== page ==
The Persian Gulf state of Oman may be the next Arab country to establish full diplomatic ties with Israel.
Without providing details, Foreign Minister Shimon Peres said Tuesday that an Arab state would take the step in January. According to local media reports, the most likely candidate is Oman.
Strategically located at the tip of the Persian Gulf, Oman has maintained a secret relationship with Israel for 15 years, including a permanent Israeli presence on Omani soil, it was reported here this week.
The Israel presence in Oman was maintained by representatives of the Prime Minister’s Office, according to the daily newspaper Ha’aretz, The paper added that the Omani foreign minister, Yussuf ben-Allawi, had secretly visited Israel “more than once.”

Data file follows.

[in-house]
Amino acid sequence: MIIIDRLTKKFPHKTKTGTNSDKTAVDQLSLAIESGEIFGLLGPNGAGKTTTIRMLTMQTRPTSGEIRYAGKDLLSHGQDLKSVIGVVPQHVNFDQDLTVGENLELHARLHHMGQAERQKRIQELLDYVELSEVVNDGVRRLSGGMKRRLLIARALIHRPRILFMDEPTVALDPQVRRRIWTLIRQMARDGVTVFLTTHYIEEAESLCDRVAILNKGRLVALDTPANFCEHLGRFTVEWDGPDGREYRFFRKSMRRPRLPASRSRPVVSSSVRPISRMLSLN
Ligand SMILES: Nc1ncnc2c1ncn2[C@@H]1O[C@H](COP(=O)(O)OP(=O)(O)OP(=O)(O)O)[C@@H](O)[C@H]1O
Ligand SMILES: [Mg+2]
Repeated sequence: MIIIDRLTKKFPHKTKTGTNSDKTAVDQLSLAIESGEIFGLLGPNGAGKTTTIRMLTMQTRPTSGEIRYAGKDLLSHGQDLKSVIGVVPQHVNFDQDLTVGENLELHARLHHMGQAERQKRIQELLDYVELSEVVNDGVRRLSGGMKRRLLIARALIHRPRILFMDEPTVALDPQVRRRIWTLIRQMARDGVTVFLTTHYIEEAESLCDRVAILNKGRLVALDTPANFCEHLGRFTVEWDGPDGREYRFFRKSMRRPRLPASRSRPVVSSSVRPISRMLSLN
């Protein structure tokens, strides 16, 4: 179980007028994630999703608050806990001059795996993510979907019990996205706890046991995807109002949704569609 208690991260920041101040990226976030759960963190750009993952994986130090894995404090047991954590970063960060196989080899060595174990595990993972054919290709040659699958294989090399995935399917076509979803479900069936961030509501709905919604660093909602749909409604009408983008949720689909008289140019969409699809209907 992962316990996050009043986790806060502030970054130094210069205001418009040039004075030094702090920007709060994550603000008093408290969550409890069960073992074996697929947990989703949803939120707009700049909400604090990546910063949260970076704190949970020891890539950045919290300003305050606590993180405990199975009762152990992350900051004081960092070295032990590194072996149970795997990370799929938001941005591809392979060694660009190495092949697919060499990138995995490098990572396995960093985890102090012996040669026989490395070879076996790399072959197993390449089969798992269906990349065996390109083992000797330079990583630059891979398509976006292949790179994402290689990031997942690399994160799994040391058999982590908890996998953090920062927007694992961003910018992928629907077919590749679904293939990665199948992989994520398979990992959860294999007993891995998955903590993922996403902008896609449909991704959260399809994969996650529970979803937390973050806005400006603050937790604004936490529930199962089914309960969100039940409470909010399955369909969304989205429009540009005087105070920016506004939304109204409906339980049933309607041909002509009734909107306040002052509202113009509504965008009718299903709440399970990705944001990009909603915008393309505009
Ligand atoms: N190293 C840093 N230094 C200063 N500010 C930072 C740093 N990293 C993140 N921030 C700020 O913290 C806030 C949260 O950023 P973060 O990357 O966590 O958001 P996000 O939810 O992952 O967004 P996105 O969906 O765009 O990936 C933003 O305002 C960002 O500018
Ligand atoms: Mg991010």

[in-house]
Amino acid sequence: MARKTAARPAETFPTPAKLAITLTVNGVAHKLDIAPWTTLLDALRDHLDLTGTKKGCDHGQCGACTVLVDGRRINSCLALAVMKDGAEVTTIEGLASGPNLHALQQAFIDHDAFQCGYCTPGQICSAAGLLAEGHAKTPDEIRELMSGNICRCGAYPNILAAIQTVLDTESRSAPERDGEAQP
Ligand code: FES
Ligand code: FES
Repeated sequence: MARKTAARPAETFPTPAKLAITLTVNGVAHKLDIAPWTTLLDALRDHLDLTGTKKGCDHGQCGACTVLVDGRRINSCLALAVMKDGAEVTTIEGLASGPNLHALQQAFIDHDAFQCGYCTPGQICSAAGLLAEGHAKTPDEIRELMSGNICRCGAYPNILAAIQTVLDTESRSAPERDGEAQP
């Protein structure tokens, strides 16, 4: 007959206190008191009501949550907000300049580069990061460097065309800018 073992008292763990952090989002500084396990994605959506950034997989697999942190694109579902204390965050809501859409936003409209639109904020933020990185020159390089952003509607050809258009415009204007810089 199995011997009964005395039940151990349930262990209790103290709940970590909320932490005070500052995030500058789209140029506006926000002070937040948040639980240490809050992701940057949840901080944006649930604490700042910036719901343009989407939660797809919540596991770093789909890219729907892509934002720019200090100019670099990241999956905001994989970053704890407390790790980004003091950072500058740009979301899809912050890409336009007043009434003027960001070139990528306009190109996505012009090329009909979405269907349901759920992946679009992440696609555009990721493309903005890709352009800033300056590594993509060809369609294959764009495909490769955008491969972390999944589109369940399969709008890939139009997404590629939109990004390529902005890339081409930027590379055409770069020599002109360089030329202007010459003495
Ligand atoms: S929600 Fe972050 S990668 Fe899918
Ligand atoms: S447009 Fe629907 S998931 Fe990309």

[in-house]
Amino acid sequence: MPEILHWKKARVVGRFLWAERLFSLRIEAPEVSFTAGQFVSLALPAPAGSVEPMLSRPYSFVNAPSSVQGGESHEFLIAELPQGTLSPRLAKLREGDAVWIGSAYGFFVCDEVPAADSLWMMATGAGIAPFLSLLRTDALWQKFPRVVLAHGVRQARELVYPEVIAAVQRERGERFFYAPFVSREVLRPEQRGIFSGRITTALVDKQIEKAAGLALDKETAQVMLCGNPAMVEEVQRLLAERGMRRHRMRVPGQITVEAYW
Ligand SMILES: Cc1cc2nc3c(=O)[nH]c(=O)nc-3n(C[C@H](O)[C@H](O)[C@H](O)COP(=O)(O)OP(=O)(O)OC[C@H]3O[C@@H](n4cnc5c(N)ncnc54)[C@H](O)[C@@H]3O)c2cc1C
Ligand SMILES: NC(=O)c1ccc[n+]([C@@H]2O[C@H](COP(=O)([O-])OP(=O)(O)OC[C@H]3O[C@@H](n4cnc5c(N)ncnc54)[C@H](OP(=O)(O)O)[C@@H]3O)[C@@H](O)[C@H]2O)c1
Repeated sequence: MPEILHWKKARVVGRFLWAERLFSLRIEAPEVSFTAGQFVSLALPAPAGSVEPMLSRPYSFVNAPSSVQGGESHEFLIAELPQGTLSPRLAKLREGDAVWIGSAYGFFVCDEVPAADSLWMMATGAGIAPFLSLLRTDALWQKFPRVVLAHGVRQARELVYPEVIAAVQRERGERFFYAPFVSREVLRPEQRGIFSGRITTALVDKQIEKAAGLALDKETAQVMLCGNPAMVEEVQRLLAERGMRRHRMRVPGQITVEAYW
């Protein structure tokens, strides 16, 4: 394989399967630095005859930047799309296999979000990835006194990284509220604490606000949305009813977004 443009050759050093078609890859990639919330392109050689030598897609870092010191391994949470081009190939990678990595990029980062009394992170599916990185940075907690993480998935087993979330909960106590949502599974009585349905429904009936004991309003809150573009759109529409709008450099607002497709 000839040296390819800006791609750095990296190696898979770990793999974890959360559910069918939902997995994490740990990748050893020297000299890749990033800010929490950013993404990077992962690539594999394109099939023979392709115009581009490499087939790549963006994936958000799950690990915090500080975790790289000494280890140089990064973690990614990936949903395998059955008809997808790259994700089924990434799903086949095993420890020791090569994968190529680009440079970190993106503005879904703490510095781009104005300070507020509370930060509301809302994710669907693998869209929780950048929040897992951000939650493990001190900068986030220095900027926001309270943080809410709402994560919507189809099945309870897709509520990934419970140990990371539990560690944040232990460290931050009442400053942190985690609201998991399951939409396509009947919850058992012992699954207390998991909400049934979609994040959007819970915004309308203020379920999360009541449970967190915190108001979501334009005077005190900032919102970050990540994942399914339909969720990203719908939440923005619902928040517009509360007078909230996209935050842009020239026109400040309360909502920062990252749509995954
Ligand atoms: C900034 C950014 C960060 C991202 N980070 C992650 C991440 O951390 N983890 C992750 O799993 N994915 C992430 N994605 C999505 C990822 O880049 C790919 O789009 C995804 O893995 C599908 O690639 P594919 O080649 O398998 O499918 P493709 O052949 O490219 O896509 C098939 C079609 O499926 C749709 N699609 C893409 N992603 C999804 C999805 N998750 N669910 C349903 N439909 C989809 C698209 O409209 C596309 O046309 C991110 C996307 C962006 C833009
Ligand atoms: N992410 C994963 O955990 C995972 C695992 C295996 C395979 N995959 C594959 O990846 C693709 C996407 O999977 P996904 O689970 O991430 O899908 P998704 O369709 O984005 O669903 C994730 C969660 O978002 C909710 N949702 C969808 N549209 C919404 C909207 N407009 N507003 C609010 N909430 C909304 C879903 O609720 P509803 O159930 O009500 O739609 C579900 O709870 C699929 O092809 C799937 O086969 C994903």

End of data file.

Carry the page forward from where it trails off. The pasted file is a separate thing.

The publication of this report was apparently in anticipation of the forging of formal diplomatic relations between Israel and several Gulf states in the months ahead.
Deputy Foreign minister Yossi Beilin held talks in the Omani capital of Muscat on Tuesday, and his visit there was officially publicized by the government of Oman.
Oman, along with the Persian Gulf states of Qatar and Bahrain, indicated during last week’s economic conference in Casablanca, Morocco, that they would set up formal ties with Israel within six months.
Their decision was widely understood to carry the blessing of their rich and powerful neighbor, Saudi Arabia.
The foreign minister of Oman was among the foreign dignitaries attending the Oct. 26 signing of the Israeli-Jordanian peace treaty. His presence there reflected the long standing close relationship between Oman’s ruler, Sultan Qaboos, and Jordan’s King Hussein.